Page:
winter let holiday cottage in the snow

We anticipate the risk associated with winter lets being an increased problem in some areas due to a shortage in longer term private rented sector accommodation.

It is a common practise to let holiday accommodation over the winter months to provide income during the off season. The assumption being that the occupant will move out at the expiry of the fixed term/in time for the property to be readied for the holiday letting season.

The Risk Associated With A Winter Let

A winter let is, in reality, an assured shorthold tenancy. Whilst these tenancies do not have minimum terms there are many regulations relating to the creation and management of such and not all holiday accommodation will meet the fitness for human habitation or energy efficiency tests that are now required.

On the assumption that all the rules relating to an assured shorthold tenancy have been followed then if the occupant does not leave when required to do so possession can only be obtained by way of a court order. Even if the court’s accelerated procedure can be used it will be at least six weeks between issuing proceedings and the date when the occupant must give up possession. It is usually longer due to the time taken by the court to process paperwork. If the occupant does not leave by the possession date, then a separate application will be required, to a bailiff or a High Court enforcement officer, to evict the occupant from the property.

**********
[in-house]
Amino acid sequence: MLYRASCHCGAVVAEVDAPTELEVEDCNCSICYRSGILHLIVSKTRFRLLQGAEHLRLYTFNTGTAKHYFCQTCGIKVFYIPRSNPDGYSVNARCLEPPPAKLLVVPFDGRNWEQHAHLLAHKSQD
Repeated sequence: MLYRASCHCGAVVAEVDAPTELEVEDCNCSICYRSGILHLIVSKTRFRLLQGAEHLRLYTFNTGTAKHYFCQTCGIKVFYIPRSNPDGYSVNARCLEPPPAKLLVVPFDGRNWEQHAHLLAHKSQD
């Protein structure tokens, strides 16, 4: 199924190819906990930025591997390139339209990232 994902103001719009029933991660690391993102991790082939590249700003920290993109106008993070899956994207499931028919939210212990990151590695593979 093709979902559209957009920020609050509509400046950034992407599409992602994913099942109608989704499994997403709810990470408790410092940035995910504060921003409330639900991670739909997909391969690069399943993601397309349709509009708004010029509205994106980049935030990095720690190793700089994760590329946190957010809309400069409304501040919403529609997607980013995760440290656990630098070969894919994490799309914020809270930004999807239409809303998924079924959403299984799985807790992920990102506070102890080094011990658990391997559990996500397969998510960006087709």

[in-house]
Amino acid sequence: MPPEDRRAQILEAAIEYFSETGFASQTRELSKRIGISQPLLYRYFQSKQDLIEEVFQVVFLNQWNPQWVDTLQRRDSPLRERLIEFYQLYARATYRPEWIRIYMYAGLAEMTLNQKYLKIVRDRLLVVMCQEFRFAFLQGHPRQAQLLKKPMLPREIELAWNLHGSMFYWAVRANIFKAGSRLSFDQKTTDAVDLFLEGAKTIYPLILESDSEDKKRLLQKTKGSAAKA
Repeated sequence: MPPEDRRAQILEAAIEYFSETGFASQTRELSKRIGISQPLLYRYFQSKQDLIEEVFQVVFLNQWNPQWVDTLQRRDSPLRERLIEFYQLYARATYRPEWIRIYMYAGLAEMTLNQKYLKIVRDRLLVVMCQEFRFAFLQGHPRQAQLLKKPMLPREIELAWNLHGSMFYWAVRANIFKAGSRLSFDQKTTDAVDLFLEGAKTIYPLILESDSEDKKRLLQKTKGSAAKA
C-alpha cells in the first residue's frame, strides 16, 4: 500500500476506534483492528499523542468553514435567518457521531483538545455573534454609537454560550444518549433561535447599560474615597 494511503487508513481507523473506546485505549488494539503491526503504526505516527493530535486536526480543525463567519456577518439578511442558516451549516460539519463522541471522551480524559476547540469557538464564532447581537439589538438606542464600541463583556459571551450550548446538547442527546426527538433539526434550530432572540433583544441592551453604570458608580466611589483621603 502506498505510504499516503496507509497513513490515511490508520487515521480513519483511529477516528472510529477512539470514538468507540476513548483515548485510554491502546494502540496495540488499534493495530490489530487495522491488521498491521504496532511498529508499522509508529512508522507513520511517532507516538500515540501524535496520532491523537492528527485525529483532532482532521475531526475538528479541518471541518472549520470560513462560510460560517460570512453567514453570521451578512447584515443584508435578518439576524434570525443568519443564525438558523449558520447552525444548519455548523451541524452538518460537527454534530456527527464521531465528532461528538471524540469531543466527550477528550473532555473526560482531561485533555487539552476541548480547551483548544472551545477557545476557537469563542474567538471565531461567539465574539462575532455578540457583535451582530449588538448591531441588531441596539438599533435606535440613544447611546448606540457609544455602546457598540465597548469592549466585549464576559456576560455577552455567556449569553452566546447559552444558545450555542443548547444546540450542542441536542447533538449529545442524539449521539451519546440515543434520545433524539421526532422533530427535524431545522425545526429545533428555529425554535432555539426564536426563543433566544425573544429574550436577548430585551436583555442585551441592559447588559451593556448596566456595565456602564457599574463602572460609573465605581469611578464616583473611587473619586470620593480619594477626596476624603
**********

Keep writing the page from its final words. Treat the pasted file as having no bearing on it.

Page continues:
If the rules for an assured shorthold tenancy have not been followed, then this may mean that you are required to use a longer form of court process to obtain possession.

Other Considerations

If the property does not meet the minimum required standards, then you are also at risk of enforcement action by the local authority and the possibility of a penalty notice if any notice is not complied with.

Use as a longer term letting may be a breach of planning regulations and/or your insurance policy.

Avoidance steps:

  • If planning on entering into a non-holiday letting take expert advice beforehand and in good time;
  • Ensure the property meets all the required specifications and that the tenancy agreement is in writing;
  • Ensure that you have enough time between the end of the tenancy period and the first holiday booking to ensure that you can obtain vacant possession if the tenant doesn’t move out voluntarily; and
  • Check your planning permission and insurance cover.

The above is intended as a general guide and should not be relied upon in a specific case. No liability is accepted in the event that such guidance is relied upon.

The law as set out is the law of England only.